It’s easy to confuse the terms “strategy” and “tactics.” Simply put, a strategy is a plan to achieve a goal or an aim, while a tactic is a carefully planned technique to reach a specific outcome. Because a tactic that is perfect for one strategy can be ineffective in another, it can be difficult to create and win new deals when your sales tactics clash with your overall strategy.
To better align your sales tactics with your strategy, it helps to categorize your sales strategy. Let’s start by splitting B2B sales into two categories: transactional sales and complex sales. A transactional sale is one where the decision-maker doesn't need a great deal of information, insight, or advice before deciding to buy. It is also one with no real or lasting negative consequences for making a poor buying decision.
A complex sale, by contrast, is one where your client makes the decision rarely enough that they can't choose the best option without significant help from a salesperson or a sales team. A complex sale also comes with a greater risk of negative outcomes from a bad decision.
Matching Your Sales Tactics to Your Transactional Strategy
If a sales organization competes using a transactional approach, they’ll execute that strategy by trying to remove friction from the process. They generally compete with a lower price and a smooth buying experience. Because the client doesn't want or need complexity from the product or service, this sales strategy allows for speed. To avoid unnecessary friction, your sales tactics in a transactional strategy need to support the overall strategy of making buying fast and easy. Here are two useful options.
Enabling Speed. Salespeople often have difficulty going from complex sales to transactional sales because they are accustomed to having more time for the sales conversation. When you slow down the process by taking a more consultative approach and creating unnecessary friction in a transactional sale, your tactic is at odds with your strategy. Instead, you want to enable faster and more efficient decisions.
Lower Price. Because the transactional strategy is designed to provide a lower price, any haggling over prices will damage the strategy. When a tactic conflicts with the strategy, it makes selling more difficult for the salesperson and buying more difficult for the customer or client. In one call I heard recently, a salesperson tried to negotiate a higher price on an inbound call. In his attempt to capture a higher price, he missed his chance to capture greater revenue by asking the client to buy a number of other items they were certain to need.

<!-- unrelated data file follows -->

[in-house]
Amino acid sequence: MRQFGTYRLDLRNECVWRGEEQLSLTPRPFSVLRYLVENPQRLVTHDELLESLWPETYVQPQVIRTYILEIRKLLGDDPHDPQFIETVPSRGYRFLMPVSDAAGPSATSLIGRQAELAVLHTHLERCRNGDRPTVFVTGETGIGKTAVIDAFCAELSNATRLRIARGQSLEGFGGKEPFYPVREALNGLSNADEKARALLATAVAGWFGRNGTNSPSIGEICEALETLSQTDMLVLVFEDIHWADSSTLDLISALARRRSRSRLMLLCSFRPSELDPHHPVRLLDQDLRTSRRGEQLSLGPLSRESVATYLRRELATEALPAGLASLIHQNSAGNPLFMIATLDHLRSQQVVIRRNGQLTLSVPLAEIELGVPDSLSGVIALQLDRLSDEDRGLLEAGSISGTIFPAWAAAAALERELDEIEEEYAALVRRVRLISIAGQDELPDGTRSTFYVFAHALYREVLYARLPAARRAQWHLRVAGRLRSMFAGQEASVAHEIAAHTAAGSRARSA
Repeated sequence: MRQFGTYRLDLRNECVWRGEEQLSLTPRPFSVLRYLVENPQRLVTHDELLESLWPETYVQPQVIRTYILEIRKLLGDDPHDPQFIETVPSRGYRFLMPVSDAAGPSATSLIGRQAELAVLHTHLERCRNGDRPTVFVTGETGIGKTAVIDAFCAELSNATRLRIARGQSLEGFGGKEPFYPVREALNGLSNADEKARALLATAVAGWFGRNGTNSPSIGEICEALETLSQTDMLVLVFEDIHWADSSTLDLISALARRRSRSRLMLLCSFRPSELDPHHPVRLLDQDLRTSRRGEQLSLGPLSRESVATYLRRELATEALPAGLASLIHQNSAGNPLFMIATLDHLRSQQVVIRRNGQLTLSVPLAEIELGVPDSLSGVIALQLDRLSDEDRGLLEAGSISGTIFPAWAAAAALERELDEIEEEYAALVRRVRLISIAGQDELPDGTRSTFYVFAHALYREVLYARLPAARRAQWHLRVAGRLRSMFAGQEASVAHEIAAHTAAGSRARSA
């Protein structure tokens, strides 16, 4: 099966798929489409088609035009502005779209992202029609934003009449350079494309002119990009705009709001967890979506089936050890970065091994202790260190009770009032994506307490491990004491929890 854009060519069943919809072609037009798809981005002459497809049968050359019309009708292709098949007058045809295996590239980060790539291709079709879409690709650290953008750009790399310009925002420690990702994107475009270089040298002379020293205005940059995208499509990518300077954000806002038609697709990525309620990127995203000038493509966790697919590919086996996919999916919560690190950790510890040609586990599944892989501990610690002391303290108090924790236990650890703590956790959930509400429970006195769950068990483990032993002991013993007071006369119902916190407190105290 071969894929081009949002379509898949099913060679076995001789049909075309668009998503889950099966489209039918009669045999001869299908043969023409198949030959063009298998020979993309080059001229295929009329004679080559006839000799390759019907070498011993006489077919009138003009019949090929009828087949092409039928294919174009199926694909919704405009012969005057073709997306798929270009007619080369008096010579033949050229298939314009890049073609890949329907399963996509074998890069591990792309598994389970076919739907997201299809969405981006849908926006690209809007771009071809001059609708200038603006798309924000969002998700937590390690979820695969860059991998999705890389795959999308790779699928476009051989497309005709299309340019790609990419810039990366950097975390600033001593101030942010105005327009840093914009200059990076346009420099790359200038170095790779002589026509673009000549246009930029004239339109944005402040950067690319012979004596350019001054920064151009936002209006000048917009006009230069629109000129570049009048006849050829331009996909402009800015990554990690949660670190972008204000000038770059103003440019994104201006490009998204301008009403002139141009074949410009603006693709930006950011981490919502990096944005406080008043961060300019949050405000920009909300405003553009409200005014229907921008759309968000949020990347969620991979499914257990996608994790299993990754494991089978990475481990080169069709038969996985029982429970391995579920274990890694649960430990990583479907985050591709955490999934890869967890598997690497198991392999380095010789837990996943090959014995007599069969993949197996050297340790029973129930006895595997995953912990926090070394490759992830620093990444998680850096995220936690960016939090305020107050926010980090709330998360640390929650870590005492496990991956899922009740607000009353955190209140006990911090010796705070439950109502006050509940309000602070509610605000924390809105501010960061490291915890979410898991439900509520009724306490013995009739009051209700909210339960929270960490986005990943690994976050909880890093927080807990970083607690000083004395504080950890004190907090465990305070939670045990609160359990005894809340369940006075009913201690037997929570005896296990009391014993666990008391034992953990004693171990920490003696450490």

Matching Your Sales Tactics to the Complex Sale
In a complex sale, your sales tactics need to address a longer sales conversation and more difficult decisions. The general strategy for a complex sale is to be consultative and enabling the decisions that help your clients improve some result. Friction is both helpful and necessary here, both because the client lacks the decision-making experience to improve their results without your help and because there is a price to pay for bad decisions. Here are a couple tactics to execute a strategy focused on consultation and insight.
Facilitated Buyer's Journey. When a client is pursuing a better result in a complex sale, they will come with a set of problems and challenges, distinct from the presenting problems that most salespeople recognize and attempt to solve by providing a product or service. But if you simply sell the client whatever you believe they need, without addressing the surrounding problems, you are executing an approach that is too transactional. The right tactic here is to facilitate your buyer's journey by helping them address the problems and concerns and creating certainty. All tactics under this strategy seek to create value in the sales conversation.
Investment Conversations. Every strategy eventually requires a conversation about price. However, in a complex sale, you are not often trying to win by having the lowest price. Instead, you are trying to match the client’s investment to the results they need. You’ll likely face competitors with significantly lower (or higher) prices than yours. Even in that case, your job is to help your client by ensuring they make the investment that will secure the better results they are pursuing.
Recognizing Your Sales Tactics
There are dozens of other tactics that fall under each of these strategies, and matching them to the type of sale is critical. You’ll need matching tactics for scheduling meetings with your prospective clients, managing accounts, creating new opportunities, presenting ideas, providing proposals, and negotiations. As a general rule, in a complex sale you can expect to spend more time and provide greater help enabling decisions by solving problems outside of the presenting problem.
I happen to have worked in an industry that often treats complex decisions as transactional. Because all buying decisions are eventually treated as transactional and commoditized, you are always better off competing with tactics designed to create greater value for your contacts and decision-makers, especially when doing so differentiates you in your market and helps you create a preference for your prospective client to buy from you.